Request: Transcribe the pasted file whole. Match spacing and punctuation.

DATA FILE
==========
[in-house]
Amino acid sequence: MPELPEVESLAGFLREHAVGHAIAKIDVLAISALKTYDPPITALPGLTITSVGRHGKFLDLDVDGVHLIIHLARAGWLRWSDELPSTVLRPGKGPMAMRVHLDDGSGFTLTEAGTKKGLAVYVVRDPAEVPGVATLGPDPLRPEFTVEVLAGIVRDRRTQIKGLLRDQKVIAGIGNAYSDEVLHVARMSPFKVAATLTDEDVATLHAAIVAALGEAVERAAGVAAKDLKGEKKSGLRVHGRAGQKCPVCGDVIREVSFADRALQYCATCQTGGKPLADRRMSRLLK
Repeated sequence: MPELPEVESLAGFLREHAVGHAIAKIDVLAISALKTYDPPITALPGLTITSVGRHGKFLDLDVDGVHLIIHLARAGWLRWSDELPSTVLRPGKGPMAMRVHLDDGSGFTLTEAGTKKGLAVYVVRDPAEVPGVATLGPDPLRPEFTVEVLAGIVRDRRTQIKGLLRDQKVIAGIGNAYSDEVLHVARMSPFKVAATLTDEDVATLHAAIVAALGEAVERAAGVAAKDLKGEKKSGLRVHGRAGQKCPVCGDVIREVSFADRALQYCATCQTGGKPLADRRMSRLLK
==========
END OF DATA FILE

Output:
[in-house]
Amino acid sequence: MPELPEVESLAGFLREHAVGHAIAKIDVLAISALKTYDPPITALPGLTITSVGRHGKFLDLDVDGVHLIIHLARAGWLRWSDELPSTVLRPGKGPMAMRVHLDDGSGFTLTEAGTKKGLAVYVVRDPAEVPGVATLGPDPLRPEFTVEVLAGIVRDRRTQIKGLLRDQKVIAGIGNAYSDEVLHVARMSPFKVAATLTDEDVATLHAAIVAALGEAVERAAGVAAKDLKGEKKSGLRVHGRAGQKCPVCGDVIREVSFADRALQYCATCQTGGKPLADRRMSRLLK
Repeated sequence: MPELPEVESLAGFLREHAVGHAIAKIDVLAISALKTYDPPITALPGLTITSVGRHGKFLDLDVDGVHLIIHLARAGWLRWSDELPSTVLRPGKGPMAMRVHLDDGSGFTLTEAGTKKGLAVYVVRDPAEVPGVATLGPDPLRPEFTVEVLAGIVRDRRTQIKGLLRDQKVIAGIGNAYSDEVLHVARMSPFKVAATLTDEDVATLHAAIVAALGEAVERAAGVAAKDLKGEKKSGLRVHGRAGQKCPVCGDVIREVSFADRALQYCATCQTGGKPLADRRMSRLLK